As you know, 3-D in the theater is well on its way to becoming a standard way to view content. While not all movies today are made in 3-D, I truly believe we are not far from it being the norm. So seeing the future, it was natural that we begin to figure out just how to make the 3-D home experience great. Samsung is the predominant TV manufacturer worldwide with a commanding lead over all other competitors in virtually every area that counts. So when we look for a partner to establish a 3-D home market, Samsung was the obvious choice. From a professional perspective there are improvements we would like to see. The glasses from all the consumer electronics firms are still a work in progress. While they work, the lighter and more comfortable you make them, the better they will be for consumers.

Some say that the 3-D boom, which began with Avatar in late 2009, will be short-lived. For 3-D films to grow and survive, what kind of changes do you think are necessary?

It had been said that color would ruin film-making, when black and white was the standard. Today, few movies are watched in 3-D, and very few consumers would say that color ruined modern film making. I believe there is still much to learn about 3-D filmmaking for each genre, and as such, film makers today have a very rare opportunity to rewrite the filmmaking rules.

Consumers are very smart. They already know the difference between good and bad 3-D. They are voting with their wallets. What is needed is discipline within studios to make more and better quality 3-D films so demand stays high. A commitment to training existing talent as well as in film schools is essential. Consumer electronics companies are well on their way to perfecting 3-D and now it is up to the filmmakers to deliver compelling and well-considered 3-D content.

What’s your view on 3-D televisions? There are skeptics that say people may want 3-D experience in theaters but not necessarily in their living rooms.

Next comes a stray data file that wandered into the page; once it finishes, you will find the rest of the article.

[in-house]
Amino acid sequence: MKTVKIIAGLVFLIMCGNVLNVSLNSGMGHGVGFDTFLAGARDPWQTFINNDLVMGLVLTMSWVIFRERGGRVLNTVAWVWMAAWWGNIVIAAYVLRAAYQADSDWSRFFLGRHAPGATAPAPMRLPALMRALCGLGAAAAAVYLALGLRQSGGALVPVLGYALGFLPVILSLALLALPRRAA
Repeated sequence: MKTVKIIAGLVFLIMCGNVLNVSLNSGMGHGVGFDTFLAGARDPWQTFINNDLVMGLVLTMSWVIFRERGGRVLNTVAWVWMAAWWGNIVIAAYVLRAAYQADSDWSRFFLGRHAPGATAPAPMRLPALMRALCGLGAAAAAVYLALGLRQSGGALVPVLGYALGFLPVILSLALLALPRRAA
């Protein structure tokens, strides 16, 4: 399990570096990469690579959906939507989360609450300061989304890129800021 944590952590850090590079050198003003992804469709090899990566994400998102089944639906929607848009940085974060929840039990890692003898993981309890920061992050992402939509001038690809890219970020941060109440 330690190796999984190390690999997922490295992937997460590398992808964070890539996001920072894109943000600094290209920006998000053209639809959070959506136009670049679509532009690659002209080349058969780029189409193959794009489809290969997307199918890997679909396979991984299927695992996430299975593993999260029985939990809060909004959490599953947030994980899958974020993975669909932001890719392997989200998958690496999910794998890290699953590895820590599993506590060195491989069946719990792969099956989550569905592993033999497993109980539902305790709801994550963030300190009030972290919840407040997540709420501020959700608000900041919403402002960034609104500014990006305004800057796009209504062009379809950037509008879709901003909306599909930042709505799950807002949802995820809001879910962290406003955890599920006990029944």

The most compelling argument I’ve heard for 3-D to fail in the home is that the glasses don’t work as well in that environment. People don’t just sit still for 2 hours at a time, they get up, answer the phone, get food from the kitchen, etc.

I think this is true, but bear in mind that most of us also have a way to pause our content (even live with DVRs), so it becomes less of an issue. Getting rid of the glasses will solve this problem, but I think the experience today is already so compelling that glasses are not a deterrent.

I know some in the industry say that a 3-D TV is still for early adopters, but when you look at the price and the incredible quality you get, I think it is very difficult to make that case. If you buy a TV today, you should very strongly consider the 3-D capable version, especially when you think about owning it for five or more years. Only 18 months ago we didn’t even have a Blu-ray standard and now you have hundreds of titles. The biggest titles will all be in 3-D by the time that TV you buy today is ready for replacement.


By Kim Hyung-eun [hkim@joongang.co.kr]